7 Ways Alcohol Might Be Making You Fat

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When most of us start our weight loss efforts we start with the foods and drinks we need to eliminate from our diets. For me it was soda, because it was something I was certain I could live without, while for you it may be cookies or wine or cheesecake.

does+alcohol+make+you+fat_high+calorie+mixers+do{Although pretty to look at, these sugary colorful drinks can be whats making you fat!}

Many dieters try to eliminate alcohol under the belief that alcohol makes you fat. Today we will explore whether or not alcohol makes you fat and the ways in which it could be making you fat.

Keep reading to find out more!

Alcohol & Weight Gain

People always wonder, how does alcohol make you fat when it has no fat in it? That is a great question.

The number one reason alcohol can make you fat is because when you finish off a cocktail, the alcohol is split into two substances: acetate and fat. The fat goes through the bloodstream and get stored wherever you (the drinker) tend to store fat in your body. The acetate goes in the bloodstream and gets used as your main source of energy.

Because acetate becomes your energy source, your body isn’t burning carbs, fat or protein as fuel when you drink alcohol. Think of booze as the big kid who skips the line, rather than waiting his turn like all the good kids.

So, how can you avoid the weight loss pitfalls of consuming alcohol?

High Calorie Mixers

One way in which alcohol can make you fat is the sugary, high calorie items you add to it. A shot of tequila for example has just 97 calories, which isn’t much when you think about it. But when you add 4 to 8 ounces of fruit punch to that shot you can add as many as 120 calories to your glass!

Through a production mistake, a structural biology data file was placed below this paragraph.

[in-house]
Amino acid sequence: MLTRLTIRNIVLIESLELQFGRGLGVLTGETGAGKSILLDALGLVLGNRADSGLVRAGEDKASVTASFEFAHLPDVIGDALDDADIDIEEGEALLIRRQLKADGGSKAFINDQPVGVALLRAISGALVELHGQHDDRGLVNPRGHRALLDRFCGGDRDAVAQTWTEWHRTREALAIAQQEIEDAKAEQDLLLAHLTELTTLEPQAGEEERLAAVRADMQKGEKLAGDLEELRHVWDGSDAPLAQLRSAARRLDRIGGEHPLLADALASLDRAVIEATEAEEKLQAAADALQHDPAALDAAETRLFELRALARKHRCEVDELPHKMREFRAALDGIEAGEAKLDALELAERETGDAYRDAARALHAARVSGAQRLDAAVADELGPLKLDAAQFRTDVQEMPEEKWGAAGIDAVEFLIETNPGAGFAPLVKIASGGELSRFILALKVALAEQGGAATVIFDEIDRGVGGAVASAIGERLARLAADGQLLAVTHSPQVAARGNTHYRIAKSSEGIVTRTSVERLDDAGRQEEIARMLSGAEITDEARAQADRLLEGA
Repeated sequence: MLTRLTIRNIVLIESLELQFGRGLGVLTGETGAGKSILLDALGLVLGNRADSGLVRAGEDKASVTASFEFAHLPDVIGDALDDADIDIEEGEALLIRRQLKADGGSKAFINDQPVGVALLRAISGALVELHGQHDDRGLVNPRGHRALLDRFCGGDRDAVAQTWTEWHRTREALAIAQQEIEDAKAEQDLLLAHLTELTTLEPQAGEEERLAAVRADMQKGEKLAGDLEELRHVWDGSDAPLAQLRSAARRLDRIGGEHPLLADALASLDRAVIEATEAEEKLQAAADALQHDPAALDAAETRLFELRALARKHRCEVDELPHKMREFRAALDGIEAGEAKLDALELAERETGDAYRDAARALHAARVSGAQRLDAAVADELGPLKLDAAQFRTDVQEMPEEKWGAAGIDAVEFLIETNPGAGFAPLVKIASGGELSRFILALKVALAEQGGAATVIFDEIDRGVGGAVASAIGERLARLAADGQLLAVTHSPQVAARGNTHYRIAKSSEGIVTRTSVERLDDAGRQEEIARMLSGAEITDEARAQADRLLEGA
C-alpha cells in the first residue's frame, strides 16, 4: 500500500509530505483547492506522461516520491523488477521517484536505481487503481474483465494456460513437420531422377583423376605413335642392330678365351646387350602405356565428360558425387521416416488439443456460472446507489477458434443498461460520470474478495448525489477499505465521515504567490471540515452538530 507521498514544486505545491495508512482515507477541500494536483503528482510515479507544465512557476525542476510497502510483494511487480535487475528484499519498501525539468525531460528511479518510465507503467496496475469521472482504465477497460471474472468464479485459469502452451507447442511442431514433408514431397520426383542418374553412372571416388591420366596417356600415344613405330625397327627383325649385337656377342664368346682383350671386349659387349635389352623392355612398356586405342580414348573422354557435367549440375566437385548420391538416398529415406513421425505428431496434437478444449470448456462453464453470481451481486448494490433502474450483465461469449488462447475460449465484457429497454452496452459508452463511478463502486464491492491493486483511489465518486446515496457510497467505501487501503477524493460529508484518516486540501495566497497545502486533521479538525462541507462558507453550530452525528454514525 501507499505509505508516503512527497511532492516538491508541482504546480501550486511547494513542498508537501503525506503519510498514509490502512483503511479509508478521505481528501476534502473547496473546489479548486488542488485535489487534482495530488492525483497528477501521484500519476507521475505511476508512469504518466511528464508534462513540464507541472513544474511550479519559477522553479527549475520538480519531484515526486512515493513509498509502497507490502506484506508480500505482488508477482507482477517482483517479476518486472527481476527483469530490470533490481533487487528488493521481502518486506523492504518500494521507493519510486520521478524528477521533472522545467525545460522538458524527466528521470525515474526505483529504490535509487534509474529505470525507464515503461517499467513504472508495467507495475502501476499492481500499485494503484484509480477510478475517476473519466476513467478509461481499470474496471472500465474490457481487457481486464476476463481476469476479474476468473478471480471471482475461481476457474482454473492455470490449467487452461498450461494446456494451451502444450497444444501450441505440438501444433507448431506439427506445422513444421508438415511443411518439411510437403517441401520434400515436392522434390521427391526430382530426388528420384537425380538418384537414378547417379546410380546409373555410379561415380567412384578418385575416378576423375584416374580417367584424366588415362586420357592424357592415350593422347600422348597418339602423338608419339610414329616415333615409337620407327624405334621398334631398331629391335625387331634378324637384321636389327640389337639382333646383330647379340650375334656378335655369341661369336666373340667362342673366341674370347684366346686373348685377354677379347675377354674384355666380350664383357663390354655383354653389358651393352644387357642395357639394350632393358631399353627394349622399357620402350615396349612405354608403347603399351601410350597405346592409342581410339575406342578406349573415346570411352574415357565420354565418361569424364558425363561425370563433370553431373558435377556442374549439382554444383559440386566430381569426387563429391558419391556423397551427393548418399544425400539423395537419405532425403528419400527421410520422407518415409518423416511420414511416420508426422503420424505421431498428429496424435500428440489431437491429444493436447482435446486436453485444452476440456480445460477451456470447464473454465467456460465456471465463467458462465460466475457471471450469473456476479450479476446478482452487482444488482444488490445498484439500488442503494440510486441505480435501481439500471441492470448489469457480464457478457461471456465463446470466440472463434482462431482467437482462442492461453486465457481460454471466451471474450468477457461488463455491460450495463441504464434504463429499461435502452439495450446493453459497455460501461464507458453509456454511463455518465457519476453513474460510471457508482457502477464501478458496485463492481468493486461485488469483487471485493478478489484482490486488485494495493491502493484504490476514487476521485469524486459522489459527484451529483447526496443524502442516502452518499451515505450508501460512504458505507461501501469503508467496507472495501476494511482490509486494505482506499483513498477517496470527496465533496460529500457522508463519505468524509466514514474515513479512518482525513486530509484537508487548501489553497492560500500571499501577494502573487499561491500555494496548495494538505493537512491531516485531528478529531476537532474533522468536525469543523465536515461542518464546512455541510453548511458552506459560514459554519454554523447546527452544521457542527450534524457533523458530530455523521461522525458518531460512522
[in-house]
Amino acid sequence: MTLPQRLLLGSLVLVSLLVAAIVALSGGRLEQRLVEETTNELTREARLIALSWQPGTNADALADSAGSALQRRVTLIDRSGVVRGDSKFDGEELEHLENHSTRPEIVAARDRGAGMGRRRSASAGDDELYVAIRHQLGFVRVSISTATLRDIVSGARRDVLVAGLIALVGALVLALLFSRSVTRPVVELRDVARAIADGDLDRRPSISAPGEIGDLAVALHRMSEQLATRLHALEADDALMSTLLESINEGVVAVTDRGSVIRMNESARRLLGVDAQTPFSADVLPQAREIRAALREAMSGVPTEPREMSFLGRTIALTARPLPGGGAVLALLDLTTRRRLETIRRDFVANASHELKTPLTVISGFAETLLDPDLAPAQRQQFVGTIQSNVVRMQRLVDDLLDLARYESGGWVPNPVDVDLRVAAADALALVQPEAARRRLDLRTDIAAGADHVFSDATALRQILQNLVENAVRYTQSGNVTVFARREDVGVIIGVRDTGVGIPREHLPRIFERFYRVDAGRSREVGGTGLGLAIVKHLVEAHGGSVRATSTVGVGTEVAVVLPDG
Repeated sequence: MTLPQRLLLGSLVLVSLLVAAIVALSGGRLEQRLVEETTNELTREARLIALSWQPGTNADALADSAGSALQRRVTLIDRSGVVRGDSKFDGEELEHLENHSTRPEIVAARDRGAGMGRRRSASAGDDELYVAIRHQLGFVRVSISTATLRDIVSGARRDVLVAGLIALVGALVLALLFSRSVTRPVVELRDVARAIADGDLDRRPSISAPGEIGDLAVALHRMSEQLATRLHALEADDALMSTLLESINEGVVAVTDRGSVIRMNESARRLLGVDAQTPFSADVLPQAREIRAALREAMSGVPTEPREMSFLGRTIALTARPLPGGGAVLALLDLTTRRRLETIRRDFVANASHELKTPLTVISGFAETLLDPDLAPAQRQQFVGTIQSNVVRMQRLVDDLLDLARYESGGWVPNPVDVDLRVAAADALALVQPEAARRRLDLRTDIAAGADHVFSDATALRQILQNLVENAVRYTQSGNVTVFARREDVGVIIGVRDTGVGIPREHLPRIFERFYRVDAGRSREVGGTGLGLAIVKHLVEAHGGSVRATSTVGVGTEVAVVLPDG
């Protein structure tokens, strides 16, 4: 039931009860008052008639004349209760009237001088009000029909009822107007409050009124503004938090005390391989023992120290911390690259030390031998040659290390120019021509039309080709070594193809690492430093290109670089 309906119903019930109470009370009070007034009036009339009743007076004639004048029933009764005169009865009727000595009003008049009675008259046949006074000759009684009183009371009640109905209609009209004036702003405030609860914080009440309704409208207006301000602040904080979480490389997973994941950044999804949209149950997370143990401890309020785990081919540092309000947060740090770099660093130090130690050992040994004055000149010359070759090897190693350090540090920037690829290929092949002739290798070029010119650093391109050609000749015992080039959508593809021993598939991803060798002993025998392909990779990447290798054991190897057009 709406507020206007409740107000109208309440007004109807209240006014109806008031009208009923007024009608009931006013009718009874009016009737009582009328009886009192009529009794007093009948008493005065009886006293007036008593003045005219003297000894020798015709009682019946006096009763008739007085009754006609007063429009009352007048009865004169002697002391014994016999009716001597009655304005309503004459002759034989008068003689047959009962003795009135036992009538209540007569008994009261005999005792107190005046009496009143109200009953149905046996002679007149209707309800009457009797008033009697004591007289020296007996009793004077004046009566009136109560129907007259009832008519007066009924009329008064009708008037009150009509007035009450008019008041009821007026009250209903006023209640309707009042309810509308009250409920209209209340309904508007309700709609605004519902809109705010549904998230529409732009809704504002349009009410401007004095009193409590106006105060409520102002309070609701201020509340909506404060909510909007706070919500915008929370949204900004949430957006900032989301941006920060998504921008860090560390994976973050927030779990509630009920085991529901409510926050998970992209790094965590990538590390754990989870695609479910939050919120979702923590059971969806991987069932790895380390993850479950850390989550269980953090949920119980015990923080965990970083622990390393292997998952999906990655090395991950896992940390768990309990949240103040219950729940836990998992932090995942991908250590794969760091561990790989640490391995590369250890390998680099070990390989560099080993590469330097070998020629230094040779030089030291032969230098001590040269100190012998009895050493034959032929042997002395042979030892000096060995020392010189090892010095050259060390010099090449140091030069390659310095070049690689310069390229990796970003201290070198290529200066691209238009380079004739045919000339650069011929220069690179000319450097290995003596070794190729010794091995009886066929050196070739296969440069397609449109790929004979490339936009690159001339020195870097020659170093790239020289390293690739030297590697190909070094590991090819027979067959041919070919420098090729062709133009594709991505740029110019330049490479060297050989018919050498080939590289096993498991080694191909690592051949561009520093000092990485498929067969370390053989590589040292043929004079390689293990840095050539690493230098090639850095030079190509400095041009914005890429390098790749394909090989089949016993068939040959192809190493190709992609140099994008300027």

Adding more than one type of alcohol to a cocktail can also cause alcohol to make you fat. Drinks like Long Island Iced Tea for example, get their calorie count from the half-dozen shots of alcohol found in one tall glass. Liqueurs have an average of 103 calories per ounce, adding unnecessary calories for someone trying to lose weight.

Avoid this trap by: mixing diet soda, diet tonic water or sparkling water with your favorite spirit.

Alcohol as Appetite Stimulant

Indirectly, alcohol can make you fat because it stimulates your appetite, making you want to eat while you drink and therefore compounding the calories. Combine that fact with your inability to make healthy food choices after a few glasses of anything, and you can see why so many dieters fear alcohol.

It’s not just that alcohol makes you hungry; according to a study at the University of Liverpool, it’s that you generally crave high fat and salty foods while you drink. When you eat without regard to hunger, that’s a recipe for consuming far too many calories to help you lose weight.

Avoid this pitfall by: don’t eat unless you are hungry.

Binge Drinking

One surefire way to guarantee that alcohol makes you fat is to drink and drink and drink until you can barely stand. Drinking this much will add hundreds of unnecessary calories that you don’t need.

Slamming cocktails without regard to the calorie count (and sugar and fat) can help you pack on the calories before you realize it. Whether it’s your birthday or bachelor party, binge drinking is one way alcohol can make you fat.

Avoid this pitfall by: drinking in moderation.

Portion Sizes